Central Bureau for Astronomical Telegrams

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History of the Central Bureau for Astronomical Telegrams

The first Central Bureau was formally created in the 1880s in Kiel, Germany, remaining there until World War I when it was moved to Copenhagen Observatory (Denmark), where it essentially remained until the end of 1964 (except for a brief period at Uccle in 1920-1922); the IAU (formed in 1919) adopted the Copenhagen Observatory's Central Bureau as its official Bureau Central des Télégrammes Astronomiques in 1922. Commission 6 of the International Astronomical Union was established to oversee the CBAT.

      On 1965 Jan. 1, the CBAT moved from Copenhagen to Cambridge, Massachusetts, where the Harvard College Observatory had been acting as the western hemisphere's astronomy information center also since 1883 (an arrangement several years earlier between the Royal Astronomer in England and the Secretary of the Smithsonian Institution in the U.S.A. allowed for several astronomical telegrams per year to be sent back and forth via the new cable laid under the Atlantic Ocean, and this began the astronomical-discovery announcement service for the western hemisphere that was soon transferred from Washington, DC, to Harvard). While telegrams were issued (often as preliminary supplements to printed-and-mailed circulars) by the Kiel, HCO, Copenhagen, and SAO Bureaus for 110 years starting in 1882, telegrams ceased to be used when the computer-communications era opened up (just prior to the existence of the WWW); nonetheless, given the long history of the Bureau's name, the word "Telegram" has not been dropped (and, indeed, a new electronic-only publication, the Central Bureau Electronic Telegrams, are now the most prolific venue for announcing news of new discoveries by the CBAT).

      The CBAT has operated in Cambridge since 1965 under the successive directorships of Prof. Owen Gingerich (1965-1968), Dr. Brian G. Marsden (1968-2000), and Dr. Daniel W. E. Green (2000-present).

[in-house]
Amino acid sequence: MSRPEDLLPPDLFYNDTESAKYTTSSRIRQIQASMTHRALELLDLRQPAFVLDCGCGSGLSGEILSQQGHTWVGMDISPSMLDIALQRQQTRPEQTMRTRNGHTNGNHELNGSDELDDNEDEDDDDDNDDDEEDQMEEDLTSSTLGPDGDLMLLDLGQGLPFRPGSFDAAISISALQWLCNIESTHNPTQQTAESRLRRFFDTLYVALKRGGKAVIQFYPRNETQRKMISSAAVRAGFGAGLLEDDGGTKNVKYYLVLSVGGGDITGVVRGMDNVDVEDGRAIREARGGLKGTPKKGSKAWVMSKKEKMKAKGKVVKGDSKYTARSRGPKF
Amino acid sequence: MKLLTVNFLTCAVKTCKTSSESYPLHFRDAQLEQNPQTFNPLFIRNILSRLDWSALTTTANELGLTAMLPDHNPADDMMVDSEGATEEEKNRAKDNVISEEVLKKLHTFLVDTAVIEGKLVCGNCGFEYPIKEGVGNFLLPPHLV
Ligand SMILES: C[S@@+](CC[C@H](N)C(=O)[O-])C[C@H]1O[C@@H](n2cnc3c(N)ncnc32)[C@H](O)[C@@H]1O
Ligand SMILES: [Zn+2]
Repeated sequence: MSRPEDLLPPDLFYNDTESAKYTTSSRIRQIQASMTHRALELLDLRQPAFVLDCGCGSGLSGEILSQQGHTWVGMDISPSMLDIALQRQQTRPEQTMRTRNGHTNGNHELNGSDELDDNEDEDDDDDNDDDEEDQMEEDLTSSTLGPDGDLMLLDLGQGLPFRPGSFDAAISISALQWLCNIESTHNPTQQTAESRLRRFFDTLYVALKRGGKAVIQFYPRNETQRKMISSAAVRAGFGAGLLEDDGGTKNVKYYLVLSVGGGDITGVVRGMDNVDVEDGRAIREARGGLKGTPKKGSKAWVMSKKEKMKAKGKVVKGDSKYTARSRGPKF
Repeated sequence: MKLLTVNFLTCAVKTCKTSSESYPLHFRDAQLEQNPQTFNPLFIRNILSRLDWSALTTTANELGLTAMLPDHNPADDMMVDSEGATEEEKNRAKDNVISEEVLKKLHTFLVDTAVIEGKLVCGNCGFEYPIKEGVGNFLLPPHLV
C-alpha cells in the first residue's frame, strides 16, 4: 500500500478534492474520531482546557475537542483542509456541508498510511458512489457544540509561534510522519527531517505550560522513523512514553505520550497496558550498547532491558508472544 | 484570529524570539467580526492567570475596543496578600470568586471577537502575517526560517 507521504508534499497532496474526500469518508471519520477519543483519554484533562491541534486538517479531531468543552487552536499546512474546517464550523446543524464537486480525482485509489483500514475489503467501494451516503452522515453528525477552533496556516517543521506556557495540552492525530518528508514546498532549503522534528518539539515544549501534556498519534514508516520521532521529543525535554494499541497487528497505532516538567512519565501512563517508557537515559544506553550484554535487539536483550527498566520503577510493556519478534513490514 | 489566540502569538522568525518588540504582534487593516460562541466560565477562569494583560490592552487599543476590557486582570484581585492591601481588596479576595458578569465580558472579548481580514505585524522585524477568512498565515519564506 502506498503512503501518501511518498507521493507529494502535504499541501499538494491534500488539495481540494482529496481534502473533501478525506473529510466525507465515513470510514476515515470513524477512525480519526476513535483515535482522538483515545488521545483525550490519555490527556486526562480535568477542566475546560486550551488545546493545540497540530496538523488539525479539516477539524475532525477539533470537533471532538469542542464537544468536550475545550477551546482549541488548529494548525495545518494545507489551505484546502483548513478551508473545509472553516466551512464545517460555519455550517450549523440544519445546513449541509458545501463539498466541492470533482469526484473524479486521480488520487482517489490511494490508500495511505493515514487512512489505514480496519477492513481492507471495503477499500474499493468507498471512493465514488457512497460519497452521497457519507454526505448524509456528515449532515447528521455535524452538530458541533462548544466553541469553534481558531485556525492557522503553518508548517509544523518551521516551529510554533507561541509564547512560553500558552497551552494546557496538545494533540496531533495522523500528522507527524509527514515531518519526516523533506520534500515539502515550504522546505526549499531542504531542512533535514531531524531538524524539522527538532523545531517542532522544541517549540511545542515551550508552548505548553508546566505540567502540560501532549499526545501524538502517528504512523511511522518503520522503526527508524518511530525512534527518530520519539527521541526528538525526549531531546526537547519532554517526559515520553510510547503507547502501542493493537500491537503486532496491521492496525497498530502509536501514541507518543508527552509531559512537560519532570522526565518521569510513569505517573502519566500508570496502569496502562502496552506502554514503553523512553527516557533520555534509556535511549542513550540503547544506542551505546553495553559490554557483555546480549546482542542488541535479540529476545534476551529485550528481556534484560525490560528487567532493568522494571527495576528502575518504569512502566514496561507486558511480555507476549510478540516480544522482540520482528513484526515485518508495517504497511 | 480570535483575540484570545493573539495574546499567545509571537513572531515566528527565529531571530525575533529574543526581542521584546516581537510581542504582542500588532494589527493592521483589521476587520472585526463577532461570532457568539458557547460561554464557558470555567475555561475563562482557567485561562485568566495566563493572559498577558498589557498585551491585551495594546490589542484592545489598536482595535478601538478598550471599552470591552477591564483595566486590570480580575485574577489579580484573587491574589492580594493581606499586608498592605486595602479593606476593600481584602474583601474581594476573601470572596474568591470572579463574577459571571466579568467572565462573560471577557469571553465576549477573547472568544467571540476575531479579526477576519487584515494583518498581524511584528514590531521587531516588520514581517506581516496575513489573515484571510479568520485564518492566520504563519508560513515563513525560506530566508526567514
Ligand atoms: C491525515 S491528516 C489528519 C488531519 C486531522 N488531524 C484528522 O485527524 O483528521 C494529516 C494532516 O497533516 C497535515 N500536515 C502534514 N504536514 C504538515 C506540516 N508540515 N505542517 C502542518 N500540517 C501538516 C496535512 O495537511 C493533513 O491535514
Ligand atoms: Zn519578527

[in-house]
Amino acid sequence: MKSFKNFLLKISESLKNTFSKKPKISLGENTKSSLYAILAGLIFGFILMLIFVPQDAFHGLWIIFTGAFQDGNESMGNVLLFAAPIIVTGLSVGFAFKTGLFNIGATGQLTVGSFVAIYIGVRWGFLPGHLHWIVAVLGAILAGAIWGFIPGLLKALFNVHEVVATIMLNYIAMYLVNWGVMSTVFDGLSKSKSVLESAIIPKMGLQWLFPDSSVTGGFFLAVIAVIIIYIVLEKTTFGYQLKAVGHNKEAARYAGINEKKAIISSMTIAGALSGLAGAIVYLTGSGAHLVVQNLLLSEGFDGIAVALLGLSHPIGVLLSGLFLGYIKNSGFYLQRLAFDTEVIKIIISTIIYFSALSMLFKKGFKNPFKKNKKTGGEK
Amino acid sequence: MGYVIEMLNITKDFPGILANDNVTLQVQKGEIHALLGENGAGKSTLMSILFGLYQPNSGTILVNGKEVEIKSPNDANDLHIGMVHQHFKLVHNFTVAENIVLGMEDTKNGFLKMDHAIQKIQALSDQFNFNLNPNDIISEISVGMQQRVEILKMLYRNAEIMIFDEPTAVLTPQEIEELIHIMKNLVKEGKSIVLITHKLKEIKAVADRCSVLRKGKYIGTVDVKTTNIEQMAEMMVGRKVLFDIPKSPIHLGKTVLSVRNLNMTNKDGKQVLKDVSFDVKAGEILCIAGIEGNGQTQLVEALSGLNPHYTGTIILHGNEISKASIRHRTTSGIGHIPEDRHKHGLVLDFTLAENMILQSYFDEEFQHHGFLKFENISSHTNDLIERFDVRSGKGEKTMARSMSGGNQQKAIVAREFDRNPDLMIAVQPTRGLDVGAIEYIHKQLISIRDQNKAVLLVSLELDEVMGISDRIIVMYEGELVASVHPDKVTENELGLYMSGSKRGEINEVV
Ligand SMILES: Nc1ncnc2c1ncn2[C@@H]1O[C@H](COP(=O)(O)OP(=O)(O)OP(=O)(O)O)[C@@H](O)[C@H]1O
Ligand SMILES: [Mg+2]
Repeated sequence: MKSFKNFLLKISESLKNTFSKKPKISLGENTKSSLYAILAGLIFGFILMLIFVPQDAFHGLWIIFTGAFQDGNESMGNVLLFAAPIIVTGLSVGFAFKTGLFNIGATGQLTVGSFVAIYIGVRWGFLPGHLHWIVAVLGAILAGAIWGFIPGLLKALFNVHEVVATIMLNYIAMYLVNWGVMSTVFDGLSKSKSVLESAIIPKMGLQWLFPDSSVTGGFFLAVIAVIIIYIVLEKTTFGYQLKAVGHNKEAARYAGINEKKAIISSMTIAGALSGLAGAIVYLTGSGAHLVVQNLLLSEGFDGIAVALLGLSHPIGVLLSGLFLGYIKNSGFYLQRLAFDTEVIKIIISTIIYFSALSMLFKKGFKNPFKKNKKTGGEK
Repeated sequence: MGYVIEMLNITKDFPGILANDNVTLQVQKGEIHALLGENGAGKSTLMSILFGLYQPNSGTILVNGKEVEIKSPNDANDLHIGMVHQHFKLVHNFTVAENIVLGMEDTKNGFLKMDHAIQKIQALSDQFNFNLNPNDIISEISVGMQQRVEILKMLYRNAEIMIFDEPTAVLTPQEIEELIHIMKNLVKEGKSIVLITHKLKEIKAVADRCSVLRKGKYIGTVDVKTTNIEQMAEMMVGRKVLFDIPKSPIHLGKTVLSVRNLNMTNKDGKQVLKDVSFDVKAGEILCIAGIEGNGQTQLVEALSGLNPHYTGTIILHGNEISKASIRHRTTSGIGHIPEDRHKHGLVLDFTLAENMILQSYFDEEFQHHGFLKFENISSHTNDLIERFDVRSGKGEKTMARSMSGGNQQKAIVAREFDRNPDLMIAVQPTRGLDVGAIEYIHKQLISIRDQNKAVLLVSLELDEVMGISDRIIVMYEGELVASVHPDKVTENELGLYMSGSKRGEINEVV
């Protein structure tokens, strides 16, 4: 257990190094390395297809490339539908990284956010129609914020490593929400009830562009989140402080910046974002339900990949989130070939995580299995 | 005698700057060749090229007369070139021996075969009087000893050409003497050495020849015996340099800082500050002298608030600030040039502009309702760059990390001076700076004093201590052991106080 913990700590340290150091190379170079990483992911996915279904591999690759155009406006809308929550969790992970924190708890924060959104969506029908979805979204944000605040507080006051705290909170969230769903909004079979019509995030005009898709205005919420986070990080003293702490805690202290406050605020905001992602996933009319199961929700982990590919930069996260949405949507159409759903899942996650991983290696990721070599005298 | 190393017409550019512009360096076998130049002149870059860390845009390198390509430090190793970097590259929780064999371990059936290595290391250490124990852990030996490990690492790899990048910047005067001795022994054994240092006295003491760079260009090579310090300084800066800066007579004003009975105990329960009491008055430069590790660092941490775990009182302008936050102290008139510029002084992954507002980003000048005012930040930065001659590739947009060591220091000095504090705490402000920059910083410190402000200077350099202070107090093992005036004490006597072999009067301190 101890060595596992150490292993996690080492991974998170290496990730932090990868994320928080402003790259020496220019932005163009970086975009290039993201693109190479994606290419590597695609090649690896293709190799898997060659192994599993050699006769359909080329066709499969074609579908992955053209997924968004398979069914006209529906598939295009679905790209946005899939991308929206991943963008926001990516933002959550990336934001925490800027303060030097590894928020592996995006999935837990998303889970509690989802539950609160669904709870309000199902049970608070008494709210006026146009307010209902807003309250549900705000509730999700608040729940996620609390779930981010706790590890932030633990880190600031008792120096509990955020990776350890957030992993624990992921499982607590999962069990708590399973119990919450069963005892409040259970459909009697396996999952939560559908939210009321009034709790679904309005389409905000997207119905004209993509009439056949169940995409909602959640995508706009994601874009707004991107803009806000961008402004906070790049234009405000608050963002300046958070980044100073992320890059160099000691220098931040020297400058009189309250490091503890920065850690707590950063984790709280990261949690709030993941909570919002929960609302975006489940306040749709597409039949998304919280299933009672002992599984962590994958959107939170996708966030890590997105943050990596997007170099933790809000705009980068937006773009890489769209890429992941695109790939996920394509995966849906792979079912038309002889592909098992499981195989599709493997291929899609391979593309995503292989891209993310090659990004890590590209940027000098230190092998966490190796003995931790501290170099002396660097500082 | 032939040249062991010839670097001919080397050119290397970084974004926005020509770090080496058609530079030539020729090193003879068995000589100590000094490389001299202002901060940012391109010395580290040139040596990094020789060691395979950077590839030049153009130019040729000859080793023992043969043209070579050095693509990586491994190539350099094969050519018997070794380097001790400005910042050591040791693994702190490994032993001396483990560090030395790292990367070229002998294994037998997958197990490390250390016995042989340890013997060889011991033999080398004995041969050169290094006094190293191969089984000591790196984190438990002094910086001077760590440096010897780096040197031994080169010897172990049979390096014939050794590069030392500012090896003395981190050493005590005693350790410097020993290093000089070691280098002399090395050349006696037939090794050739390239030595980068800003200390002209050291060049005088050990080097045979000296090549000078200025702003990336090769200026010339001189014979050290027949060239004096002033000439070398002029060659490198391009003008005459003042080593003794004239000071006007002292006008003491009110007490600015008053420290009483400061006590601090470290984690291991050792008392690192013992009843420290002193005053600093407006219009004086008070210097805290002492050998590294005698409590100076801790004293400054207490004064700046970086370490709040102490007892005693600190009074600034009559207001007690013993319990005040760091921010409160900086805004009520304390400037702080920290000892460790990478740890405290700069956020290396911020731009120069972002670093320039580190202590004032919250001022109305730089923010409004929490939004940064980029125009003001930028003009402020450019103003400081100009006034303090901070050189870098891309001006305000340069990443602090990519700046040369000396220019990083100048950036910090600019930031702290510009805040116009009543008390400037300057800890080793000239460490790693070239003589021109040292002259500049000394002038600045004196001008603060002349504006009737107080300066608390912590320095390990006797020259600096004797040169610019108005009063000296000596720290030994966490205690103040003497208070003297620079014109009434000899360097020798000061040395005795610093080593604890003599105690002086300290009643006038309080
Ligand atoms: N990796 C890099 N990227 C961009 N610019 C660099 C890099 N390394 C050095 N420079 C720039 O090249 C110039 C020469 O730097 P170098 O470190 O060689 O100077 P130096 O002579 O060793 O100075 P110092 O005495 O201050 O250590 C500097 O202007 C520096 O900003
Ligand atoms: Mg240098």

The International Astronomical Union Circulars (IAUCs) are a series of postcard notices giving information about astronomical phenomena requiring prompt dissemination, particularly the discovery and follow-up of novae, supernovae and comets. The IAUCs are also available in electronic form via e-mail or through the CBAT/MPC Computer Service.

      The first IAUCs were published at the Royal Observatory of Uccle (where Nos. 1-31 of the first series were issued), and later at the Copenhagen Observatory (where Nos. 1-1883 of the second series were issued). The 31 Circulars that were published by the IAU's Uccle office of the Central Bureau during 1920-1922 were printed on regular-sized paper. When the Elis Strömgren at the Copenhagen Observatory assumed publication of the IAUCs in 1922, they started over again at No. 1 and continued printing their circulars on cards for easier mailing. (The IAU was actually formed in 1919.) The postcard concept goes back to 1914, when Strömgren began issuing urgent astronomical information on postal cards because of disruptions incurred by the first world war that affected the CBAT at Kiel; when the IAU moved its CBAT to Strömgren's direction at Copenhagen in 1922, Strömgren naturally transformed his early postcard system into the new version of the IAUCs.


      The CBAT began in Kiel, Germany, in 1882, where the world's most preeminent astronomical journal (Astronomische Nachrichten) was published (not a coincidence!). The A.N. was published approximately once a week for many years in the 19th century, and it was considered a primary source for announcing new discoveries of astronomical objects, but it was a journal format (and thus larger than the announcement bulletins and circulars that would follow in the 20th century). Telegrams were issued from Kiel (and HCO, and soon also Copenhagen), but these were generally coded to avoid mistakes (and thus not generally readable), and copies of old telegrams are exceedingly rare -- the printed versions being the sole surviving form of most older discoveries. The A.N. staff began its own version of the HCO Bulletins in 1919, which the Kiel editors named the Beobachtungs-Zirkulars. The B.Z. were typeset onto paper that was smaller than that of the parent A.N. publication, and it focussed on reports of new discoveries and follow-up information for such objects as minor planets, variable stars, novae, and comets. The B.Z., which was produced more irregularly than the A.N. (but which could be produced more quickly due to its smaller size), continued publication until 1944 (from Berlin), when the War forced a permanent end to its production.

      "Pre- and non-IAU/CBAT" postcard circulars were published at Copenhagen beginning in 1914. The HCO Announcement Cards and the HCO Bulletins were Harvard publications that served as the mailed output from the western-hemisphere's version of the CBAT during 1895-1964 (with the HCO Circulars during 1895-1898), while western-hemisphere "central bureau" unprinted astronomical telegrams also were issued from HCO beginning in 1883 after transferral of this task was completed from the Smithsonian Institution in Washington, DC. The HCO Circulars were another related publication with more expanded information.

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